NAPLES, Fla. (AP) Sei Young Kim had only one birdie on the back nine and held on for a 4-under 68 and a one-shot lead over Nelly Korda, who made a charge going into the final round of the CME Group Tour Championship with the richest prize ever in women’s golf on the line.
Kim led by as many as five shots with three birdies over the opening seven holes. She stopped converting birdie chances on the back nine of Tiburon Golf Club, and Korda made her move.
Korda began the back nine with three straight birdies, including a bunker shot she holed, and shot 31 on the back for a 66.
Kim was at 16-under 200 and will be in the final group with Korda. At stake is $1.5 million to the winner.
Caroline Masson of Germany, who will join them in the final pairing, had a 70 and was four shots behind, with Charley Hull of England another shot behind after a 66.
For so many others, an ideal day for scoring at Tiburon turned out to be a lost opportunity.
Brooke Henderson of Canada, who attracted the biggest gallery playing with Korda and with a horde of Canadians in Florida for the winter, had bogeys on three of the par 5s and never got anything going for a 71. She was six shots behind.
Defending champion Lexi Thompson made an early charge, only to be slowed by a pair of bogeys on the back - all her bogeys this week have been on the back nine - that gave her a 70 and put her seven shots behind.
Kim has shown few signs of coming back to the field. She has made only one bogey through 54 holes, and with her strong start it looked as though the 26-year-old Korean might siphon all the drama out of the final day.
She hit the brakes on the back nine. Korda poured it on.
“I told myself to be really aggressive on the back nine, and it worked out today,” said Korda, the highest-ranked American in the world at No. 3.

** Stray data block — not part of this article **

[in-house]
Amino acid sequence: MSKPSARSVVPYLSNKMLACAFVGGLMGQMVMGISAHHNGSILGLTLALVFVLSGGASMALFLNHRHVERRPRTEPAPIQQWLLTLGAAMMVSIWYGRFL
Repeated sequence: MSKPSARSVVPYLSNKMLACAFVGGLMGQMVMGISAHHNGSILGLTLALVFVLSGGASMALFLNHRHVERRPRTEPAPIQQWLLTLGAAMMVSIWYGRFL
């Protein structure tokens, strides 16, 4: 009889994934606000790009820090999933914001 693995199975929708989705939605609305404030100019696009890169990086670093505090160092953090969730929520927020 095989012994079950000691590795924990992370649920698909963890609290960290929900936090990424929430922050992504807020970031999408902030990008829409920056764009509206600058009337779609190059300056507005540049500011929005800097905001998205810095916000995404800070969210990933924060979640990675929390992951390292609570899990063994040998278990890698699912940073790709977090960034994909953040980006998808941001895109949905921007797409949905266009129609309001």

She opened with a birdie. In trouble on the 11th, when Korda fanned a shot from a waste area into a bunker, she blasted it out and watched the ball crash into the pin and drop for birdie. She made another at the par-3 12th and took advantage at the end with a 4-hybrid on the green at the par-5 17th for at two-putt birdie.
Kim gave herself plenty of reasonable looks at birdie on the back nine. She couldn’t get any to fall except for a 25-footer on the 15th hole that restored her lead to two shots, but only briefly.
Kim’s second shot into the 17th was well short and to the right into a bunker, and she blasted out to some 30 feet away. She played away from the flag on the 18th and two-putted for par from about 40 feet.
Still, she was in the lead after the third straight day, one step closer to a massive payoff.
The format changed this year from a points-based system in which only the top 12 players had a shot at a $1 million bonus to any of the 60 players who made it to the Tour Championship getting $1.5 million in official money by winning the tournament.
Jin Young Ko, celebrated Thursday night as LPGA player of the year, tried to get back into the game with a 66. She still was six shots behind along with Jessica Korda (69), the oldest sister of Nelly Korda.
Ko is virtually a lock to win the Vare Trophy for the lowest scoring average and needs a 65 to become only the second woman to finish with a sub-69 average score for the year.
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